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US drone strike kills two in northwest Pakistan
by Staff Writers
Miranshah, Pakistan (AFP) Nov 29, 2013

Karzai accuses US of halting military supplies over pact row
Kabul (AFP) Dec 01, 2013 - Afghan President Hamid Karzai on Sunday accused the United States of halting essential supplies to some Afghan army and police units in order to pressure the country to quickly sign a key security pact.

The interruption of fuel and equipment had occurred "two or three times", according to a statement issued by the presidential office following a meeting of the national security council, attended by Karzai.

As a result of the interruptions, the affected units had "ceased their operations", according to the statement, adding Washington had violated its commitments in these areas.

"The council considered the cutting of fuel and supportive services to army and police as a means of pressure by the US government so that Afghanistan ignores its conditions in the BSA (Bilateral Security Agreement) and signs it with the US," the statement said.

The NATO-led International Security Assistance Force later issued a statement denying Karzai's allegations.

"There has been no stoppage in the delivery of requested fuel and we continue to process all orders as soon as they are received from the ANSF (Afghan National Security Forces).

"We remain committed to supporting our ANSF partners and will continue to do so."

The pact is aimed at defining the terms of the US military presence on Afghan soil after the withdrawal of 75,000 NATO troops at the end of 2014.

While the US is seeking to wrap up the accord before the end of the year, Karzai has indicated his country would sign after next year's presidential elections in April.

The prospect of delaying the pact has exasperated the US, which has threatened to withdraw all its troops, raising fears the country may be unable to control violence by Taliban insurgents.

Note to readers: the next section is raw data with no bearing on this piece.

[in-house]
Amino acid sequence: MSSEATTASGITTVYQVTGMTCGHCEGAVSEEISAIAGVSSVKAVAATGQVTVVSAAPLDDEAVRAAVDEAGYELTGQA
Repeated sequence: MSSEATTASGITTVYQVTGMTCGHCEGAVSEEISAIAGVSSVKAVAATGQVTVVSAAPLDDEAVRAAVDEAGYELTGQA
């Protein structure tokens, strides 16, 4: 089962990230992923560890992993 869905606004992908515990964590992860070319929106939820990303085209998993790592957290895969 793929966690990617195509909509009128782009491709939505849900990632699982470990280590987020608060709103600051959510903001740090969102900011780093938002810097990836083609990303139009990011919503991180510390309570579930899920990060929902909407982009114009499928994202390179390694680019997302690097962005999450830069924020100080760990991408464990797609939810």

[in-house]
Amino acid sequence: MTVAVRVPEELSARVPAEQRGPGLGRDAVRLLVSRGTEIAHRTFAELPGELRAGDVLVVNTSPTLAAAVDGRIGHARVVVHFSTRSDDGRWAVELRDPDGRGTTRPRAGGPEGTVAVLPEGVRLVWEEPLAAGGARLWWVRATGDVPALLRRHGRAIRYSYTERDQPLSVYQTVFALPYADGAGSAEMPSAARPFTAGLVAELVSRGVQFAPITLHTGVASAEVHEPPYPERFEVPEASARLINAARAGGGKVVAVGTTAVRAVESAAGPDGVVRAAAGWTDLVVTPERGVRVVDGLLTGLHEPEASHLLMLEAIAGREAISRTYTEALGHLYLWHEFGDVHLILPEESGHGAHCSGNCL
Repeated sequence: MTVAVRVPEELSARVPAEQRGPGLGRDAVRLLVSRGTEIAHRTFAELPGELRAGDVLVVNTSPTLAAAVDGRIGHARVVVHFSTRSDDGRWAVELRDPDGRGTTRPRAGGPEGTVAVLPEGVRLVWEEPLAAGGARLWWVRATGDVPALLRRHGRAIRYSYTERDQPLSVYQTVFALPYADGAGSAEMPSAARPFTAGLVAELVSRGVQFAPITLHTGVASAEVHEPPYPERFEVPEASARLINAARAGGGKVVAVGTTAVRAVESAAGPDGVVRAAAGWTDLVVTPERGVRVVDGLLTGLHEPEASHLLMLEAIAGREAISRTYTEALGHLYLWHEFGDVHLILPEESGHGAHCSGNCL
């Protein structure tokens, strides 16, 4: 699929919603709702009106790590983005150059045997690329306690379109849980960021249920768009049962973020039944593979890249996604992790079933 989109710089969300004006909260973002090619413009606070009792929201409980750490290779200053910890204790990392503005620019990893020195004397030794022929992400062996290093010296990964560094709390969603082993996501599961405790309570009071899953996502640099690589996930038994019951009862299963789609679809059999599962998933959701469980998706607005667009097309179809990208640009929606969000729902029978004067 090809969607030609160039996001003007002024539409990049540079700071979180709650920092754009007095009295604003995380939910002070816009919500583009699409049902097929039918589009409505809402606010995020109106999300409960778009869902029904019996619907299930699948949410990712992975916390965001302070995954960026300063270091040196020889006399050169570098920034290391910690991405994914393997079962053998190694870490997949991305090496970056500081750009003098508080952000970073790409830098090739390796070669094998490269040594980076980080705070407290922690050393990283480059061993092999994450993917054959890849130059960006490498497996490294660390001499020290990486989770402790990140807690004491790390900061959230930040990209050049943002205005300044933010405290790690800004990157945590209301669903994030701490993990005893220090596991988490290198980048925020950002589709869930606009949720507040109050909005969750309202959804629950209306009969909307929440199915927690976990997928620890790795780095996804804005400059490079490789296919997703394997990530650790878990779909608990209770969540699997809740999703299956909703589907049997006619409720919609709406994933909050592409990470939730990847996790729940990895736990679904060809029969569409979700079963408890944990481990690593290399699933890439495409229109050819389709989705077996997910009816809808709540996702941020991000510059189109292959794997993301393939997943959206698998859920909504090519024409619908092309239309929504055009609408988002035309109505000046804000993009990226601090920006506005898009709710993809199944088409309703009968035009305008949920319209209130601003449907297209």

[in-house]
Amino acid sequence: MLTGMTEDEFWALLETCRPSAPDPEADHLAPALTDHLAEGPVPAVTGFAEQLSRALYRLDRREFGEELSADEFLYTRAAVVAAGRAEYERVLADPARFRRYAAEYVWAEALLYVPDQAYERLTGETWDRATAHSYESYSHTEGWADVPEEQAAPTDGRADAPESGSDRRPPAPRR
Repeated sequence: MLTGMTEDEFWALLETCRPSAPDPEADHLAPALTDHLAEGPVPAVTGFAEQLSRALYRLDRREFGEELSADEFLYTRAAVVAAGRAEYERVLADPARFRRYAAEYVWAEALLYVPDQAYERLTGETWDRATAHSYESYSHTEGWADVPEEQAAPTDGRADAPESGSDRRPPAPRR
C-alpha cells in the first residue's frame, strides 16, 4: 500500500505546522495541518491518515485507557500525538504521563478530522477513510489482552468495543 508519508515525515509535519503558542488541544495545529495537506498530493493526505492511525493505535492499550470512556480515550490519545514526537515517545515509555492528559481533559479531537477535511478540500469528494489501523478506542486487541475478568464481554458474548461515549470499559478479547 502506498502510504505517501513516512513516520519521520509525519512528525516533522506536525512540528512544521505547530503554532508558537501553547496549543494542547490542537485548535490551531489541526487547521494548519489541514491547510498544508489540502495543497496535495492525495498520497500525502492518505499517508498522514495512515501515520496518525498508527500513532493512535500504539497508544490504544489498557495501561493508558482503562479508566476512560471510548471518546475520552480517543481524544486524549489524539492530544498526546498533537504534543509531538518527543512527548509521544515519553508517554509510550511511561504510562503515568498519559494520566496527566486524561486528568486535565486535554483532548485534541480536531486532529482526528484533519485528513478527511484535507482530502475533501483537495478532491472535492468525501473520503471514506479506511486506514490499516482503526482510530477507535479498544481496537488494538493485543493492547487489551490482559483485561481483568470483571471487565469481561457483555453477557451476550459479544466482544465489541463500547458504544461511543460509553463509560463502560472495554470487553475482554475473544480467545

A US drone strike targeting a militant compound killed at least two suspected insurgents in a restive Pakistani tribal region near the Afghan border on Friday, officials said.

The strike took place in the Anghar area, 10 kilometres (six miles) south of Miranshah, the main town of North Waziristan tribal region, a stronghold for Taliban and Al-Qaeda linked militants.

"A US drone fired two missiles on a militant compound, killing two suspected militants and wounding two others," a senior security official told AFP.

Another security official also confirmed the attack and casualties that took place after midnight (1900 Thursday GMT).

The identities of those killed in the strike were not immediately known but they appeared to be of Central Asian origin, the official said.

A third security official in Miranshah said two Taliban fighters were wounded in the fresh attack and were identified as "Punjabi Taliban", from Pakistan's central Punjab province.

"One of them, Aslam alias Yaseen, is linked with attacks on Pakistan army headquarters in Rawalpindi and another attack on (the) naval base in Karachi," the security official told AFP.

In May 2011, a group of heavily armed militants besieged Pakistan's naval air base in Karachi, destroying two US-made P-3C Orion surveillance aircraft, an attack that took 17 hours to repel and left 10 military personnel dead.

That assault deeply embarrassed the military, coming three weeks after US special forces killed Osama bin Laden under their noses in a garrison town, and was the deadliest on a base since the army headquarters was attacked in October 2009.

Last week a US drone attack on a seminary linked to the feared Haqqani militant network in Hangu district of Khyber Pakhtunkhwa province in the northwest killed at least six people.

The attack, which militant sources said killed the Haqqanis' spiritual leader along with five others, was extremely unusual in that it was mounted outside Pakistan's lawless tribal areas on the Afghan border.

North Waziristan is one of Pakistan's seven semi-autonomous tribal regions which Washington considers to be a major hub of Taliban and Al-Qaeda militants plotting attacks on the West and in Afghanistan.

The government criticises drone strikes as a violation of sovereignty and counterproductive to anti-terror efforts. But ties with Washington have nevertheless improved this year after lurching from crisis to crisis in 2011 and 2012.

Last month the US announced it would release $1.6 billion in aid and Washington's support was seen as important in Pakistan securing a $6.7 billion rescue loan from the International Monetary Fund in September.


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